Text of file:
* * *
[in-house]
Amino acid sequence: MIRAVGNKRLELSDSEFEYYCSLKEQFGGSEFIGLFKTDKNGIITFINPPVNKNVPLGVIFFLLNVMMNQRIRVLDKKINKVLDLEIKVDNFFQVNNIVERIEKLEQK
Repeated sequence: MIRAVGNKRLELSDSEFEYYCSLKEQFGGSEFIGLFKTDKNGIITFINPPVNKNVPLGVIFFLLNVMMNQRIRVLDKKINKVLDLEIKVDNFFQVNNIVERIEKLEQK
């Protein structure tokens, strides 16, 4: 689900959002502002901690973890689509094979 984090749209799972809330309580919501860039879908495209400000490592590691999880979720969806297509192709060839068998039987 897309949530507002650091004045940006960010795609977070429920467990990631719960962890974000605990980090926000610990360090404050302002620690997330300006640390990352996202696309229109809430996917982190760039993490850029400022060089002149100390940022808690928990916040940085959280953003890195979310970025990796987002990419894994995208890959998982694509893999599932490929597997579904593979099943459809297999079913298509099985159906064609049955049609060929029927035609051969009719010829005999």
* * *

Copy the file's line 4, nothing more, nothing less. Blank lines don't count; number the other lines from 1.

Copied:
């Protein structure tokens, strides 16, 4: 689900959002502002901690973890689509094979 984090749209799972809330309580919501860039879908495209400000490592590691999880979720969806297509192709060839068998039987 897309949530507002650091004045940006960010795609977070429920467990990631719960962890974000605990980090926000610990360090404050302002620690997330300006640390990352996202696309229109809430996917982190760039993490850029400022060089002149100390940022808690928990916040940085959280953003890195979310970025990796987002990419894994995208890959998982694509893999599932490929597997579904593979099943459809297999079913298509099985159906064609049955049609060929029927035609051969009719010829005999």